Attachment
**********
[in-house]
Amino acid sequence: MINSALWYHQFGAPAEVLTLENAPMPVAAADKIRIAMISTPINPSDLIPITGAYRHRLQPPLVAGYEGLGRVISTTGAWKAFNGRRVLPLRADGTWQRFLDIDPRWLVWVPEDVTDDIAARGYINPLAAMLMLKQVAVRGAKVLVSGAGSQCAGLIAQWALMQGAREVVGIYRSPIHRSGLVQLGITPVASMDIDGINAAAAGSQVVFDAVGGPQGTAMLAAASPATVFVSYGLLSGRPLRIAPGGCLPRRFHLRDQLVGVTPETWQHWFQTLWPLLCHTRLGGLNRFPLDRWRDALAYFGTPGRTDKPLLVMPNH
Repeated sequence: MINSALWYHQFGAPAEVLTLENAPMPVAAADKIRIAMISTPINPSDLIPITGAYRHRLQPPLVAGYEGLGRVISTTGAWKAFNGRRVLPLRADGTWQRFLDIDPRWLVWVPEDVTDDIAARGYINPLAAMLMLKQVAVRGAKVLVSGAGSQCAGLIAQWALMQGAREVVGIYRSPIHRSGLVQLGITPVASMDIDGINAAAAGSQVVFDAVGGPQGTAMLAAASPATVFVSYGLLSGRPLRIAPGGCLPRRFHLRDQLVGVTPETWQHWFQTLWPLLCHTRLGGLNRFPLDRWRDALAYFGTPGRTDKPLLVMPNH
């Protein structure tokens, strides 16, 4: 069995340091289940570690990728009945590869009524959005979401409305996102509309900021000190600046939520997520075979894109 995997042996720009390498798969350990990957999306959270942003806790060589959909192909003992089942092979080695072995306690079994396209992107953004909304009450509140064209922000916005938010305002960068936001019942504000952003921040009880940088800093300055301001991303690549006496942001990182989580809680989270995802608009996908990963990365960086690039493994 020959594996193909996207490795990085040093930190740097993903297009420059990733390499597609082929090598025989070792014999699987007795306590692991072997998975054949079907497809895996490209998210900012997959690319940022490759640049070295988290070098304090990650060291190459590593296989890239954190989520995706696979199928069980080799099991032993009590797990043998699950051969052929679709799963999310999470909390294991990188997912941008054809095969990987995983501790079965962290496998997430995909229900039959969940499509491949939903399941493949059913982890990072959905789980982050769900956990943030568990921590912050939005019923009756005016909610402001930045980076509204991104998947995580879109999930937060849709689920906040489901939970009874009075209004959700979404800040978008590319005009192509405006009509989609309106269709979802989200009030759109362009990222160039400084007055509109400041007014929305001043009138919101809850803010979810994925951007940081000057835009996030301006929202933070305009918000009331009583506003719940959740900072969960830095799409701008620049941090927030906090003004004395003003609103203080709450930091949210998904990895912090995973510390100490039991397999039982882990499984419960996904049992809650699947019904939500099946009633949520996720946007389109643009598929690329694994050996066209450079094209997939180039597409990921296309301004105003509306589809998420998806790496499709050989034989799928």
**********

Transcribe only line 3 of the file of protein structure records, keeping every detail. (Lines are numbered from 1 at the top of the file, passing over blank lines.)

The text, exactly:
Repeated sequence: MINSALWYHQFGAPAEVLTLENAPMPVAAADKIRIAMISTPINPSDLIPITGAYRHRLQPPLVAGYEGLGRVISTTGAWKAFNGRRVLPLRADGTWQRFLDIDPRWLVWVPEDVTDDIAARGYINPLAAMLMLKQVAVRGAKVLVSGAGSQCAGLIAQWALMQGAREVVGIYRSPIHRSGLVQLGITPVASMDIDGINAAAAGSQVVFDAVGGPQGTAMLAAASPATVFVSYGLLSGRPLRIAPGGCLPRRFHLRDQLVGVTPETWQHWFQTLWPLLCHTRLGGLNRFPLDRWRDALAYFGTPGRTDKPLLVMPNH